By Gladys Martínez
Significant strides were taken last week toward the conservation of loggerhead sea turtles. A new international resolution intends to strengthen protections for this endangered species in the Americas, and outlines the primary threats facing loggerheads, including mining, all of which should be regulated to avoid harm.
The resolution was approved during the 7th Conference of Parties to the Inter-American Convention for the Protection and Conservation of Sea Turtles (CIT), hosted last week in Mexico City. One of just seven species of sea turtle in the world, the loggerhead turtle is threatened by human activities such as unsustainable fishing, poorly planned development and extractive industries.
AIDA was an actor and an observer in the conference, representing other organizations and individuals from civil society. My colleagues and I spoke with delegates and raised awareness of the harm that marine phosphate mining could cause to loggerheads, and to the ecosystem as a whole.
We drew attention to the potential impacts of the Don Diego mining project in Bahia de Ulloa, Baja California Sur. The region’s first marine phosphate mine would, if executed, gravely impact populations of loggerhead turtles and other species that live in or migrate through Baja waters.
I am pleased to report that I successfully advocated for the resolution to include mining on the list of threats to loggerheads.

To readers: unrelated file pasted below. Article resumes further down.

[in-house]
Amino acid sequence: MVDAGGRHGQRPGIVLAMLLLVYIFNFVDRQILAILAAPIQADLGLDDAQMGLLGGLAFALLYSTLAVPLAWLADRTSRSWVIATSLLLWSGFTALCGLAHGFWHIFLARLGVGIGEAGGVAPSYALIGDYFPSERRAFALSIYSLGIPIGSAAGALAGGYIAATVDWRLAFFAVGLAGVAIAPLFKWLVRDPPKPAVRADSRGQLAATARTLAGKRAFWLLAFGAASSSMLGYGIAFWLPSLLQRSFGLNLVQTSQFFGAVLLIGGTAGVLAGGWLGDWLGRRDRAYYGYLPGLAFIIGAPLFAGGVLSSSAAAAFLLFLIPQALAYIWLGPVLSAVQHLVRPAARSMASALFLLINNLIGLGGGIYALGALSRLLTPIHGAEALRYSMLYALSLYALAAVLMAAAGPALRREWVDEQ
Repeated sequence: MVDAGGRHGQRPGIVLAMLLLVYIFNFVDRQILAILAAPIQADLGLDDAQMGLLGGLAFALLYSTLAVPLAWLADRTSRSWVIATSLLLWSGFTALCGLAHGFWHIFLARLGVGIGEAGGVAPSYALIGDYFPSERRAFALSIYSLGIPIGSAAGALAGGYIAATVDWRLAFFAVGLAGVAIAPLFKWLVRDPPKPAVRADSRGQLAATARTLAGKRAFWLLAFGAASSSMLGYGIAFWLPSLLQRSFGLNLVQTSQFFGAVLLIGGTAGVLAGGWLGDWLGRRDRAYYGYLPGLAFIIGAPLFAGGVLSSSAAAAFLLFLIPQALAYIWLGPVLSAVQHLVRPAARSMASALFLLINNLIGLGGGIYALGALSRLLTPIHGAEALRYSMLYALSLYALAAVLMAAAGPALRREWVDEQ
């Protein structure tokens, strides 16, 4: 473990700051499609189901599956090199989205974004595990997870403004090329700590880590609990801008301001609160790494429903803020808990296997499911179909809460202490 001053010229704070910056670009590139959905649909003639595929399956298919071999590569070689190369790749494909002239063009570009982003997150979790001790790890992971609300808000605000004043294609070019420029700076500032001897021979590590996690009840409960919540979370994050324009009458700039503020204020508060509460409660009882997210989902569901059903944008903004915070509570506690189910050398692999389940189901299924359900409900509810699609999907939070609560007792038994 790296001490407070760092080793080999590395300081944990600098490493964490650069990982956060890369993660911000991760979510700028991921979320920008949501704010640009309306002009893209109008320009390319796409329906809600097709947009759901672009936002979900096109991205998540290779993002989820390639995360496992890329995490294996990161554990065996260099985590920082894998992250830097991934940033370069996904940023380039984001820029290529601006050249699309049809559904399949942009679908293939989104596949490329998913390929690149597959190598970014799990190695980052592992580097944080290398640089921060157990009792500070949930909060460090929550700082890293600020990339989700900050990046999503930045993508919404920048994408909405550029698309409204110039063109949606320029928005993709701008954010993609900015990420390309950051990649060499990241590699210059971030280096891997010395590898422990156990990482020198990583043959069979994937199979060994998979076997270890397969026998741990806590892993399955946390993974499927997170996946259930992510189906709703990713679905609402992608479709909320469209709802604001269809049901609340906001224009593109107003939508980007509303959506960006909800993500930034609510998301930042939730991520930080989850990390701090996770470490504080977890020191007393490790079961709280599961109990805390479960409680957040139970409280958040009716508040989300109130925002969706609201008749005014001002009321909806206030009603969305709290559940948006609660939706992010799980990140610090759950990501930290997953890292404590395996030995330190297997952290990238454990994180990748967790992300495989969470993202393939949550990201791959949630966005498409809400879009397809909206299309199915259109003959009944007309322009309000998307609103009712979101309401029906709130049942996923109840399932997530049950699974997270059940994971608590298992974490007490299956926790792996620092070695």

We also used our knowledge of international environmental law to help strengthen proposals within the resolution, and to make member States aware that immediate action is required for the conservation of the species.
In the resolution, member States recognize that threats to the loggerhead turtle include development, coastal and deep-water fishing, marine debris, mining, pollution and climate change. The nations promise to work together to implement existing recovery plans for loggerhead populations, as well as to develop new plans in countries that still have not created them.
They made the following commitments:
Overall, I am quite satisfied with the advances achieved at this conference. I consider it a privilege to participate, and an honor to effectively contribute our knowledge and experience to conventions such as this, where decisions are made at an international level, and then taken back and implemented in each participating country.
Another result of the Conference is the increased protection of the leatherback turtle (Dermochelys coriacea) of the Western Pacific. Member States approved a resolution in which they committed to:
We trust that the States will transform these international commitments into effective actions for the conservation of sea turtles. At AIDA, we will remain vigilant to ensure these promises become reality.